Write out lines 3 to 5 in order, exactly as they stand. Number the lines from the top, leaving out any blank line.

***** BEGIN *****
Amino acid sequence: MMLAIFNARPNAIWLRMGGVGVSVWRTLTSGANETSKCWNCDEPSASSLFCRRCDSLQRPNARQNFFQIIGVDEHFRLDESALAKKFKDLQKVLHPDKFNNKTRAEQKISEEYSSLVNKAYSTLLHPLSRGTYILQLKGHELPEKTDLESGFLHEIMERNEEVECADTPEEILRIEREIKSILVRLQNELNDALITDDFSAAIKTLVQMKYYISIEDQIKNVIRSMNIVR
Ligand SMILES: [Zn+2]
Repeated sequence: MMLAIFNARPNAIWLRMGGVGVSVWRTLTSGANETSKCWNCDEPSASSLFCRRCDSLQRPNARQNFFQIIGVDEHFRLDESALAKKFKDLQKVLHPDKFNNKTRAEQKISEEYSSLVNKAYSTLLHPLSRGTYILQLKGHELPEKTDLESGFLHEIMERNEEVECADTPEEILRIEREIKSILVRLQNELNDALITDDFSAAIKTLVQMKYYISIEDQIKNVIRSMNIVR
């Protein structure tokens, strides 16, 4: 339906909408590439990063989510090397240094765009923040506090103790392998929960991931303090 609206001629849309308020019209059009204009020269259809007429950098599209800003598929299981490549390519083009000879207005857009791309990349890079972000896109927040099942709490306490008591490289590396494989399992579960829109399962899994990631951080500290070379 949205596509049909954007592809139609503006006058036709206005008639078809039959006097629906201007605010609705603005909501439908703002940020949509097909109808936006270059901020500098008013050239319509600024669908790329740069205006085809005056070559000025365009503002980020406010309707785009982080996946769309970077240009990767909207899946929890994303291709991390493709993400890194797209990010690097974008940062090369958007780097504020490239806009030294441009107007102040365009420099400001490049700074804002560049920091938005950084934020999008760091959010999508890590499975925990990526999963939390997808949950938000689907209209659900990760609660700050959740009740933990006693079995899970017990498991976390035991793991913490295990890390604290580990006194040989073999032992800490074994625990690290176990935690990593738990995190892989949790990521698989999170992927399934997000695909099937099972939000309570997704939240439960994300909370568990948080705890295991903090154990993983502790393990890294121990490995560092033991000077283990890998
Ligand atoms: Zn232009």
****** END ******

Repeated sequence: MMLAIFNARPNAIWLRMGGVGVSVWRTLTSGANETSKCWNCDEPSASSLFCRRCDSLQRPNARQNFFQIIGVDEHFRLDESALAKKFKDLQKVLHPDKFNNKTRAEQKISEEYSSLVNKAYSTLLHPLSRGTYILQLKGHELPEKTDLESGFLHEIMERNEEVECADTPEEILRIEREIKSILVRLQNELNDALITDDFSAAIKTLVQMKYYISIEDQIKNVIRSMNIVR
């Protein structure tokens, strides 16, 4: 339906909408590439990063989510090397240094765009923040506090103790392998929960991931303090 609206001629849309308020019209059009204009020269259809007429950098599209800003598929299981490549390519083009000879207005857009791309990349890079972000896109927040099942709490306490008591490289590396494989399992579960829109399962899994990631951080500290070379 949205596509049909954007592809139609503006006058036709206005008639078809039959006097629906201007605010609705603005909501439908703002940020949509097909109808936006270059901020500098008013050239319509600024669908790329740069205006085809005056070559000025365009503002980020406010309707785009982080996946769309970077240009990767909207899946929890994303291709991390493709993400890194797209990010690097974008940062090369958007780097504020490239806009030294441009107007102040365009420099400001490049700074804002560049920091938005950084934020999008760091959010999508890590499975925990990526999963939390997808949950938000689907209209659900990760609660700050959740009740933990006693079995899970017990498991976390035991793991913490295990890390604290580990006194040989073999032992800490074994625990690290176990935690990593738990995190892989949790990521698989999170992927399934997000695909099937099972939000309570997704939240439960994300909370568990948080705890295991903090154990993983502790393990890294121990490995560092033991000077283990890998
Ligand atoms: Zn232009």